The future of collaboration and communication

The University of Strathclyde and Capita IT Services debate the first in a series of knowledge exchange discussions, entitled Collaboration: Enhancing the Art of Conversation, has taken place as part of Capita IT Services' Strategic Technology Partnership with the University of Strathclyde.

A panel of experts explored how the University could harness emerging and potential innovations in communications technologies, to help it improve internal and external communications and further promote excellence in teaching, learning, and research.

With an audience of approximately 60 academic and professional services staff, executive director Peter Hands gave a keynote presentation outlining advances in communications, data sharing and collaboration and developments in the public and private sector, before participating in a lively Q&A session.

The debate explored how the successes of commercial strategies could be replicated by the University, to help it meet its strategic goals by applying commercial strategies, and the growing importance of academic and industrial collaboration between universities and commercial organisations.

Peter said the revolution in communications was blurring the lines between private and professional lives, with a generation of people who've grown up with social media and other collaborative technologies now entering the workplace and expecting their employers to integrate such technologies into their daily workstreams and practices.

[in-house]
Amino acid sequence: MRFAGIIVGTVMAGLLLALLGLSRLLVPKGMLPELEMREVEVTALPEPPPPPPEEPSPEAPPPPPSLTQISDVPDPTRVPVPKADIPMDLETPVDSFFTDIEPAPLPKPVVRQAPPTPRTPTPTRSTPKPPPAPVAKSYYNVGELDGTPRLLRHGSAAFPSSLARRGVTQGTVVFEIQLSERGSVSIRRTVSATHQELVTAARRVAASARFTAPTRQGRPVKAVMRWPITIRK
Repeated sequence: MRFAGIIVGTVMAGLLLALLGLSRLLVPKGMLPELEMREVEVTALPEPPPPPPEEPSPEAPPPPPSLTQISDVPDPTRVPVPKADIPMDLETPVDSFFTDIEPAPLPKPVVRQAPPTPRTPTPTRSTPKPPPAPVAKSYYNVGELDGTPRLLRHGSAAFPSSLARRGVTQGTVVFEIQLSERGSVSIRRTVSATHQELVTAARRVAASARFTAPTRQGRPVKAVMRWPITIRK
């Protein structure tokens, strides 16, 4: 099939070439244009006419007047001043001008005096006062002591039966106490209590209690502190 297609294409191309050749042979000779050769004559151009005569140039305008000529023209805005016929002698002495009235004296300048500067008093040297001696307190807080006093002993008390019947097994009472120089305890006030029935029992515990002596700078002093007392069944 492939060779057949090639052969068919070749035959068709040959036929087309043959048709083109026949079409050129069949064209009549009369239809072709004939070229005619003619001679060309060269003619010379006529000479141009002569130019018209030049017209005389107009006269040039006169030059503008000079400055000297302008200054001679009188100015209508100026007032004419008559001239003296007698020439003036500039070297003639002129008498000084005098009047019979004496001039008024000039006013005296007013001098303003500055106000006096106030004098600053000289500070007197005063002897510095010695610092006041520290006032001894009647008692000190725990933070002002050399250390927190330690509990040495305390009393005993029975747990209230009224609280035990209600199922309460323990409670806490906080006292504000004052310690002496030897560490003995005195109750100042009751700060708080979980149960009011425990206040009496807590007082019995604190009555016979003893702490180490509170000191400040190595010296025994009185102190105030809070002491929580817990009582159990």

He said: "We need to make it easier for citizens, employees and customers to get things done, allow them to carry out tasks across a range of channels, and engage better.

"We want to make it easy for customers to do what we need them to do. Collaboration services ­ from voice to videoconferencing and collaboration platforms ­ enable business agility and allow employees to easily exchange information among themselves, as well as with clients, suppliers and partners. Organisations need to integrate these into a collaborative platform.

"Adopting these behaviours into your organisation will allow you to realise the opportunity of better services for lower cost."

Experts on the panel included Prof Steve Legg, university relations manager at IBM UK, and Ken Harley, sales director UK Education at Dell, as well as the University of Strathclyde's Dr Kerem Akartunali and Andy Shenstone, education market director at Capita. The debate was chaired by Prof William Kerr, of the University of Strathclyde's Department of Pure and Applied Chemistry.

The final knowledge exchange event for this academic term will debate "The Future of Public Service Delivery: Partnership Working to Succeed in New Situations" on 11th June.